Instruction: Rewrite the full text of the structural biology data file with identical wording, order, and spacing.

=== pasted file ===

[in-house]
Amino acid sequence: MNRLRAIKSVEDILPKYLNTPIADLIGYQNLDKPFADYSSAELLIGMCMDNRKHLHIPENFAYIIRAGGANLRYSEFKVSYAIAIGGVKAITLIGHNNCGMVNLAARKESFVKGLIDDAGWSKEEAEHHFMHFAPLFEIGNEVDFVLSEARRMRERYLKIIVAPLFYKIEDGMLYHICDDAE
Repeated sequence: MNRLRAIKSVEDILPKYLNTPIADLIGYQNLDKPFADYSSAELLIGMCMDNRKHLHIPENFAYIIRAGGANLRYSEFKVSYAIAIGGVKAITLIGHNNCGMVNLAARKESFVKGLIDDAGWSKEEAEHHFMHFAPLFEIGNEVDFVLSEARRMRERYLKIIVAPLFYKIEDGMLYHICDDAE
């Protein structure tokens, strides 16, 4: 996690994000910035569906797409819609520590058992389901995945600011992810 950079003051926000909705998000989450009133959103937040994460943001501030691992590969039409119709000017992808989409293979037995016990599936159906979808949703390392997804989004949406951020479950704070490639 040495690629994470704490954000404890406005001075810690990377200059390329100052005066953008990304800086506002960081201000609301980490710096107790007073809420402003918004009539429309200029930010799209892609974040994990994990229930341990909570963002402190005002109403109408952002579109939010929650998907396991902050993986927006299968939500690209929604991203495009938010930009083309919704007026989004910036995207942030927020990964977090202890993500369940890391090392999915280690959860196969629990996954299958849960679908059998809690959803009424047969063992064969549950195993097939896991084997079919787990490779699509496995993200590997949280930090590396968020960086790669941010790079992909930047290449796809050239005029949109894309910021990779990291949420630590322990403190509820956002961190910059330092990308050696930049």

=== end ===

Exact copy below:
[in-house]
Amino acid sequence: MNRLRAIKSVEDILPKYLNTPIADLIGYQNLDKPFADYSSAELLIGMCMDNRKHLHIPENFAYIIRAGGANLRYSEFKVSYAIAIGGVKAITLIGHNNCGMVNLAARKESFVKGLIDDAGWSKEEAEHHFMHFAPLFEIGNEVDFVLSEARRMRERYLKIIVAPLFYKIEDGMLYHICDDAE
Repeated sequence: MNRLRAIKSVEDILPKYLNTPIADLIGYQNLDKPFADYSSAELLIGMCMDNRKHLHIPENFAYIIRAGGANLRYSEFKVSYAIAIGGVKAITLIGHNNCGMVNLAARKESFVKGLIDDAGWSKEEAEHHFMHFAPLFEIGNEVDFVLSEARRMRERYLKIIVAPLFYKIEDGMLYHICDDAE
């Protein structure tokens, strides 16, 4: 996690994000910035569906797409819609520590058992389901995945600011992810 950079003051926000909705998000989450009133959103937040994460943001501030691992590969039409119709000017992808989409293979037995016990599936159906979808949703390392997804989004949406951020479950704070490639 040495690629994470704490954000404890406005001075810690990377200059390329100052005066953008990304800086506002960081201000609301980490710096107790007073809420402003918004009539429309200029930010799209892609974040994990994990229930341990909570963002402190005002109403109408952002579109939010929650998907396991902050993986927006299968939500690209929604991203495009938010930009083309919704007026989004910036995207942030927020990964977090202890993500369940890391090392999915280690959860196969629990996954299958849960679908059998809690959803009424047969063992064969549950195993097939896991084997079919787990490779699509496995993200590997949280930090590396968020960086790669941010790079992909930047290449796809050239005029949109894309910021990779990291949420630590322990403190509820956002961190910059330092990308050696930049």